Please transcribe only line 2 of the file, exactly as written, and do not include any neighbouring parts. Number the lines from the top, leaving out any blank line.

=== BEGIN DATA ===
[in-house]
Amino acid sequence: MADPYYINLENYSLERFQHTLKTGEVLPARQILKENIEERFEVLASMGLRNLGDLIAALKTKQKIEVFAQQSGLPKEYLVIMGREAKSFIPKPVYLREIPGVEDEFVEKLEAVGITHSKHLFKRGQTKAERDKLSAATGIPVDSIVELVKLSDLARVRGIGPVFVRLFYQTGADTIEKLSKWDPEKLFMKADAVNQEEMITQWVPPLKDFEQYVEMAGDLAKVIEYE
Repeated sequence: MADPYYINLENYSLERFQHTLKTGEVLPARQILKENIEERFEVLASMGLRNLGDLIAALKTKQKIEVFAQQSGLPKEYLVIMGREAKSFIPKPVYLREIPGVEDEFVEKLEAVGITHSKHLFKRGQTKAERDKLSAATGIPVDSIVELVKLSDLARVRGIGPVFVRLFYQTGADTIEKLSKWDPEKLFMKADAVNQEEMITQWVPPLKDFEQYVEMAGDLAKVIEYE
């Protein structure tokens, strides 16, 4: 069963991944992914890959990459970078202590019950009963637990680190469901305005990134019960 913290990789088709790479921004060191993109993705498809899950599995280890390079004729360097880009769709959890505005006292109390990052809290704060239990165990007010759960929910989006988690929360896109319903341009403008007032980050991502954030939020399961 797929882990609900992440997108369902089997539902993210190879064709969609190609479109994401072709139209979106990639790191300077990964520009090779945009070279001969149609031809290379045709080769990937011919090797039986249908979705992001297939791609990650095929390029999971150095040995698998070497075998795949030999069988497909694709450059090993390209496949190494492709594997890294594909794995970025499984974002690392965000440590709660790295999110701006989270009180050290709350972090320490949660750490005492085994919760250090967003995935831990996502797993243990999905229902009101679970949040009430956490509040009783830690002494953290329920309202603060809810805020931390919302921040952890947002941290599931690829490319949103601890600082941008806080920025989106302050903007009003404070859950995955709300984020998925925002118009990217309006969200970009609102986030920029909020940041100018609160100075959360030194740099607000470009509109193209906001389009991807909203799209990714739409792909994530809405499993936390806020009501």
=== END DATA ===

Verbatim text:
Amino acid sequence: MADPYYINLENYSLERFQHTLKTGEVLPARQILKENIEERFEVLASMGLRNLGDLIAALKTKQKIEVFAQQSGLPKEYLVIMGREAKSFIPKPVYLREIPGVEDEFVEKLEAVGITHSKHLFKRGQTKAERDKLSAATGIPVDSIVELVKLSDLARVRGIGPVFVRLFYQTGADTIEKLSKWDPEKLFMKADAVNQEEMITQWVPPLKDFEQYVEMAGDLAKVIEYE